Definition for insurance terms 


Co-insurance is a type of cost-sharing arrangement in which the insured person is responsible for paying a certain percentage of their medical expenses, while the insurance company pays the remaining percentage. For example, if a person has a 80/20 co-insurance policy, the insurance company would pay 80% of the covered medical expenses, and the individual would be responsible for paying the remaining 20%.

Co-insurance is commonly found in health insurance policies, and it’s usually applied after the policyholder has met their annual deductible. It’s different from a co-pay, which is a fixed dollar amount that the policyholder pays out of pocket for each medical service, regardless of the cost.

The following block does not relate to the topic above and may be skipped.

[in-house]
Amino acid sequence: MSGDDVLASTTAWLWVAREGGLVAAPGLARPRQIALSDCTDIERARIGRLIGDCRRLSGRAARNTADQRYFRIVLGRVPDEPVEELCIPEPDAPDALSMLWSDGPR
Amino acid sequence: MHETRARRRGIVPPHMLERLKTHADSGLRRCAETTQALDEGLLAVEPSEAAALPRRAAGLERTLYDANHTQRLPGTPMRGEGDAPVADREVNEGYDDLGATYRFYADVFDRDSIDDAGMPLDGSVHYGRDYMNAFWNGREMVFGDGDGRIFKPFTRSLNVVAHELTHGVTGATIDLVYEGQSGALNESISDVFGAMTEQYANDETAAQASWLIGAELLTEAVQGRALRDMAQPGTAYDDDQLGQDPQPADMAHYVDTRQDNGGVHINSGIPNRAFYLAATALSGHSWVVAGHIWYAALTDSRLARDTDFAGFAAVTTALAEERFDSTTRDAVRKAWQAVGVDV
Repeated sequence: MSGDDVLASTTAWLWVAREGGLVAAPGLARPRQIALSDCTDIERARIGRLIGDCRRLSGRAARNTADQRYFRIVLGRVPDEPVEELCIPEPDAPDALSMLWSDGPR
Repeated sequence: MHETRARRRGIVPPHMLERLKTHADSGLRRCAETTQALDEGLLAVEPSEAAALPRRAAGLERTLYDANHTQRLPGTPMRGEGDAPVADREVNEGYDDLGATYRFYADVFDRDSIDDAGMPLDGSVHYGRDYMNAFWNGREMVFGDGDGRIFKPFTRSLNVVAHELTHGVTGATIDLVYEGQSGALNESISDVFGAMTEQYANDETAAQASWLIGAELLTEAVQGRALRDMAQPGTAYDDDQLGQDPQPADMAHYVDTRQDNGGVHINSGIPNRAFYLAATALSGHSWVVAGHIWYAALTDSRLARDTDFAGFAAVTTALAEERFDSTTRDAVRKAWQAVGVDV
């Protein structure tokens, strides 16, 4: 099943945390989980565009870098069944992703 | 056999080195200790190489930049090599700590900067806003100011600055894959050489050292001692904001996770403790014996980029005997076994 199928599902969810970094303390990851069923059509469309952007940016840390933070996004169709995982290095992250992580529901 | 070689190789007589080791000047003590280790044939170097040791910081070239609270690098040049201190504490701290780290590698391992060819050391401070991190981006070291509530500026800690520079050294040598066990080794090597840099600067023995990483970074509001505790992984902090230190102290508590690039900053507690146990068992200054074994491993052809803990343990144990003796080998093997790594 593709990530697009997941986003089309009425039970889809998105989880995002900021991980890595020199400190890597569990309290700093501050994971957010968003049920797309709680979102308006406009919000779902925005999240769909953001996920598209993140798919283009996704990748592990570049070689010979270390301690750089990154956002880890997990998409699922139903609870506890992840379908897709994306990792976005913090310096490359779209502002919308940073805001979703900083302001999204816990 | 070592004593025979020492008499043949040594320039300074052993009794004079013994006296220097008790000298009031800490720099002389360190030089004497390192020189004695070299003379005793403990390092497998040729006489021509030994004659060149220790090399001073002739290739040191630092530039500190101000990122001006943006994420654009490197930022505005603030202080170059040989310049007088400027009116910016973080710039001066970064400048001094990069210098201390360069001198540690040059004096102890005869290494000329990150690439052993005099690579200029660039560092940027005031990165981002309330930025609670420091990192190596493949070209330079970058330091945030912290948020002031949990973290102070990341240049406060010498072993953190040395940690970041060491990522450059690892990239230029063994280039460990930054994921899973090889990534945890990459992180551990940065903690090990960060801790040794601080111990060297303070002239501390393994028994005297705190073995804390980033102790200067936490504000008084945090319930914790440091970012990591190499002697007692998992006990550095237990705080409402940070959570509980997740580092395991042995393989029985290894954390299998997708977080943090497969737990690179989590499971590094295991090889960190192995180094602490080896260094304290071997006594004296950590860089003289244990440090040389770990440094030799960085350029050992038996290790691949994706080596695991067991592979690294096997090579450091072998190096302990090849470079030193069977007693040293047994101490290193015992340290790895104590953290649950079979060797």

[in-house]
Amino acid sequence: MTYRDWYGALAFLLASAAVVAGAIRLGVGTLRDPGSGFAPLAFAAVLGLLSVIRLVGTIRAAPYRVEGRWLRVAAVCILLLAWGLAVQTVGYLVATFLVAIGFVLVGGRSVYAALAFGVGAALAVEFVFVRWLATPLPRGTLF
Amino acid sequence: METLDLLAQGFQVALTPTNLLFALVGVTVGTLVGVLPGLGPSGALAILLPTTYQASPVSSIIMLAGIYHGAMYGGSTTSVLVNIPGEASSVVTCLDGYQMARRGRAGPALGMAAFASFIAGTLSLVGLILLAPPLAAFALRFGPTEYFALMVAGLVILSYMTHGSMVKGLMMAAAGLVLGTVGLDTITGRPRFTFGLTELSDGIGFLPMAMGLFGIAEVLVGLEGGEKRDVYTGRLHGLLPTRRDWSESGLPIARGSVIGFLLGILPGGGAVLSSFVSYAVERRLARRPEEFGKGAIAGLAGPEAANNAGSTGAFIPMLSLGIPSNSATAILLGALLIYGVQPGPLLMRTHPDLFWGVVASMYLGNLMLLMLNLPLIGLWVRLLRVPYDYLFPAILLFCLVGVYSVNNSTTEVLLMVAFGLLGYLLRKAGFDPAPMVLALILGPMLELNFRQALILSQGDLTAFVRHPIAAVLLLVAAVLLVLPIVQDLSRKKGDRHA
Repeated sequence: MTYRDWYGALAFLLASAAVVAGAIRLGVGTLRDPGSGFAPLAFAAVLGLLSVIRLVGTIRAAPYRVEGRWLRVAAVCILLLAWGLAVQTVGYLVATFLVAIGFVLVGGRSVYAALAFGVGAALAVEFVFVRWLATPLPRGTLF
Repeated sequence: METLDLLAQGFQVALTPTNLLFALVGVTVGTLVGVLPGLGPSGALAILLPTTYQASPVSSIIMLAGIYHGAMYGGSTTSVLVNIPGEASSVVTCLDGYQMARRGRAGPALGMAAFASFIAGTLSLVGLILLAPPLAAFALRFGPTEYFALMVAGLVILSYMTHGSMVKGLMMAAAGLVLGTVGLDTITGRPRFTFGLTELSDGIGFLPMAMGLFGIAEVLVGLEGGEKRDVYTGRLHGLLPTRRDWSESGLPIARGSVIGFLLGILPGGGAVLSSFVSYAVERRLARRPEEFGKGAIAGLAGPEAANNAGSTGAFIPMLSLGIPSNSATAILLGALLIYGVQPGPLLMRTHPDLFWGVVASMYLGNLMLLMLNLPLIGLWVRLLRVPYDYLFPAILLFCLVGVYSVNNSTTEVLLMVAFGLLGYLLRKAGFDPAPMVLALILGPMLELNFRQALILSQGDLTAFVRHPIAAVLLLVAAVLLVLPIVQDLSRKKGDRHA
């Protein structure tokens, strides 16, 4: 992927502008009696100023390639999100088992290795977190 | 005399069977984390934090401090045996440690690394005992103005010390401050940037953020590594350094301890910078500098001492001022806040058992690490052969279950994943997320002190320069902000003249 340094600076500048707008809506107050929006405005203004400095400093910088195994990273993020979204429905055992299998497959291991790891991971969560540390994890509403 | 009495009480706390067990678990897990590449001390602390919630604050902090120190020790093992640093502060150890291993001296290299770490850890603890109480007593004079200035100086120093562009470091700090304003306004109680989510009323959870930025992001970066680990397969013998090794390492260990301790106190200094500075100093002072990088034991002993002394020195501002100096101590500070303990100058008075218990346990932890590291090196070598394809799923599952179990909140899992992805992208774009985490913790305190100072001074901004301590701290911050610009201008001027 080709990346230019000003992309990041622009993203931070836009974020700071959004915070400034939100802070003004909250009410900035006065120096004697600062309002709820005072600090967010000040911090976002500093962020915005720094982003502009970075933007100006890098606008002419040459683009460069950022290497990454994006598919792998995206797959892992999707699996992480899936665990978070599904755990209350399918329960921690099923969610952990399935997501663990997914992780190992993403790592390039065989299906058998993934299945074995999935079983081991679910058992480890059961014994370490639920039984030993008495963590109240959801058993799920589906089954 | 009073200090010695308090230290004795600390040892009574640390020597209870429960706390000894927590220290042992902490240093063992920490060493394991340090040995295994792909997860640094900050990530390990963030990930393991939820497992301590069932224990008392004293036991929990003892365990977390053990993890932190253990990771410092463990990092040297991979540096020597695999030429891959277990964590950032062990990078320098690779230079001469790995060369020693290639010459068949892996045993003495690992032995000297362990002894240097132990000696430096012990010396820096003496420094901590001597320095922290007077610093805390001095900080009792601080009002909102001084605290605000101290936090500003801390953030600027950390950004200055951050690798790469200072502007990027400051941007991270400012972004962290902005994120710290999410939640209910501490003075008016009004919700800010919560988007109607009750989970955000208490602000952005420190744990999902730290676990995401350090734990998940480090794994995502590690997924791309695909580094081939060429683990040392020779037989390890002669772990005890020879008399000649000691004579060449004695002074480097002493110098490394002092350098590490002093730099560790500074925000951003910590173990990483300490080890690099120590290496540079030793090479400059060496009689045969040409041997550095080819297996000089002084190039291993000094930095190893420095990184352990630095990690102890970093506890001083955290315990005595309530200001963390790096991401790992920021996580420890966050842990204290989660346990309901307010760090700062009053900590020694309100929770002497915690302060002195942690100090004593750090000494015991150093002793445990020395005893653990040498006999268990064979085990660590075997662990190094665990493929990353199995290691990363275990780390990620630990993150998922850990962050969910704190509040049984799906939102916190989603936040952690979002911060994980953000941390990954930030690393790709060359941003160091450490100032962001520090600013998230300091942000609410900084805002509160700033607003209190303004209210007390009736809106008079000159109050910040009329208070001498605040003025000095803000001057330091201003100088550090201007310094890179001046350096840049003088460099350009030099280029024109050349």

Co-insurance can also apply to other types of insurance, such as property insurance, where the policy holder and the insurance company share the costs of a loss. This can mean that the policy holder is responsible for paying a percentage of the loss and the insurance company pays the rest.

In some cases, co-insurance can help to keep the cost of insurance down, but it also means that the policyholder will have to pay a portion of the costs, so it’s important to understand the co-insurance terms before purchasing a policy.

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